Purdue shot 18.5 percent in the first half and finished with its lowest scoring total since at least 1950 (records before 1950 don't appear in the team's media guide, but the next fewest was 13 against Minnesota in 1982). According to ESPN Stats & Information, Purdue had the fourth lowest first-half total by a Big Ten team since 1996-97.

Boilermakers head coach Matt Painter said his team came here playing for a No. 1, No. 2 or No. 3 seed, with the latter two more likely. It'll be interesting to see how this performance impacts the selection committee's decision, as Purdue clearly isn't the same team without Hummel.
INDIANAPOLIS -- Here's all you need to know about the first half of today's second semifinal.

Purdue center JaJuan Johnson had a nifty hook shoot fall through the net just before the buzzer. It gave his team double digits in points for the half. Just brutal basketball by Purdue, and great defense by Minnesota.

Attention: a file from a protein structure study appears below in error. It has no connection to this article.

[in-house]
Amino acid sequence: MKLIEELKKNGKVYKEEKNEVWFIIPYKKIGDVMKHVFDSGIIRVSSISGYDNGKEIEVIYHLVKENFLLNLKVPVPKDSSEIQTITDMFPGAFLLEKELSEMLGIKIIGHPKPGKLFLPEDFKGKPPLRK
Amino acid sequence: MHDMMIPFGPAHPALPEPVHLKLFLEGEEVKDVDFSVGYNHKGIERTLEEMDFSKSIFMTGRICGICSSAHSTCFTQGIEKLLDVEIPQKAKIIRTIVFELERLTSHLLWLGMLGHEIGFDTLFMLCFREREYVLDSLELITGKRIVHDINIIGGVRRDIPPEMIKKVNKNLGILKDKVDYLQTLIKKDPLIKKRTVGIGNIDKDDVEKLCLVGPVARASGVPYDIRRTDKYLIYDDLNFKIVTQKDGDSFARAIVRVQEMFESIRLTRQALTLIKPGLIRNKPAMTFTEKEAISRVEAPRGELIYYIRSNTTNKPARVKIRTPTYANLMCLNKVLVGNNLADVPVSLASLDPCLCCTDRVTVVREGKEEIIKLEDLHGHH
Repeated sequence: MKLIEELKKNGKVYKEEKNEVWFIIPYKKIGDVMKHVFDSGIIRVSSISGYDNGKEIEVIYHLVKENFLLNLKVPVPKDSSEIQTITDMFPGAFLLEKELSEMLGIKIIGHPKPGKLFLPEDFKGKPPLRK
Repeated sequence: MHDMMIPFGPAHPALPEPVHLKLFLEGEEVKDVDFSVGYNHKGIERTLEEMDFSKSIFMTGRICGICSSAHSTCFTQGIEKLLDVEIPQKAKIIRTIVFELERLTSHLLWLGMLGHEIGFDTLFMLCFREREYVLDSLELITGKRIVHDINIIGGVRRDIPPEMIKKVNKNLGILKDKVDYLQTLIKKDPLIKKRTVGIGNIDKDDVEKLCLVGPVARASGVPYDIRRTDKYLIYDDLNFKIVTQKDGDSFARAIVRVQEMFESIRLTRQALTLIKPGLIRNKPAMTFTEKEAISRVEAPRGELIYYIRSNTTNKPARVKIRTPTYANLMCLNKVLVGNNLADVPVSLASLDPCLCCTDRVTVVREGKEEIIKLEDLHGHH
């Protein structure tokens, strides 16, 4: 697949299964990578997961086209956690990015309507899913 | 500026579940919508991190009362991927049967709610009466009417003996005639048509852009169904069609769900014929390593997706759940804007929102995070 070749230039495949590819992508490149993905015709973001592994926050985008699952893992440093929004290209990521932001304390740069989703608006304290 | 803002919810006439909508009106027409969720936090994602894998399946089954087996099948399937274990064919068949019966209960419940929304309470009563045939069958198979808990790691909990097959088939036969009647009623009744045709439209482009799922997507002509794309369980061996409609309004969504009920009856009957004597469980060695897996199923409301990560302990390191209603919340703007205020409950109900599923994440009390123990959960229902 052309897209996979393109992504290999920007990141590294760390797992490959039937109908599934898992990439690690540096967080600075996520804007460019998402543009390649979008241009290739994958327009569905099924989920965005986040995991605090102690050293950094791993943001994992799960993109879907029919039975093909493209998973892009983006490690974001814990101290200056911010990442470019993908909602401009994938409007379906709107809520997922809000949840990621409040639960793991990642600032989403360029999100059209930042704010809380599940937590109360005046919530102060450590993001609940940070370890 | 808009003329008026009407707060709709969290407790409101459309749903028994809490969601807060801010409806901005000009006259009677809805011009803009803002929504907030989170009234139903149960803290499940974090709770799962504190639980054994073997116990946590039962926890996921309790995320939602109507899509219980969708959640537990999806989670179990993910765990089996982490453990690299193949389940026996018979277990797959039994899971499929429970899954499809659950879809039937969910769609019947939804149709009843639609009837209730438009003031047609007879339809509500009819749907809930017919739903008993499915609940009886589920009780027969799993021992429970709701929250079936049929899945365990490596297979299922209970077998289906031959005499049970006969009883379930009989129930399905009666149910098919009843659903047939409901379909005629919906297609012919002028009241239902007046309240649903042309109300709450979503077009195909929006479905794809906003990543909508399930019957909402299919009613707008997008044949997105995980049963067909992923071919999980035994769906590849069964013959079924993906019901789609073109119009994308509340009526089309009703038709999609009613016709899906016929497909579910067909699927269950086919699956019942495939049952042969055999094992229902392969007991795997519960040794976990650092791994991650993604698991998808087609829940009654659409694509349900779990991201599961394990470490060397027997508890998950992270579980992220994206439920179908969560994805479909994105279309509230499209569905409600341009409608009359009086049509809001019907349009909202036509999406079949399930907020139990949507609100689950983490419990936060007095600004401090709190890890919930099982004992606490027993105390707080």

Man, I wouldn't mind being in Purdue's locker room right now.

A few thoughts:
  • Barring a huge collapse, Minnesota will notch another win against a top 25 RPI opponent, although Purdue hardly looks like one today. Wins here against Michigan State and Purdue should be enough to push the surging Gophers into the NCAA tournament field. Athletic director Joel Maturi told me before Friday's game that Minnesota would get in if it reaches the final. Minnesota finally seems to have figured things out on defense, and the Gophers are suffocating Purdue with their length.
  • Purdue did a nice job winning three straight games without star guard Robbie Hummel, but if today's first half is any indication, the Boilers won't be around very long in March. They simply don't have enough firepower against teams with both size and length like Minnesota. Settling for outside shots, Purdue shot a pathetic 5-for-27 from the field (18.5 percent), and that was with a mini hot streak at the end of the half. Only three Boilers have scored, and star guard E'Twaun Moore is 1-for-12 from the floor.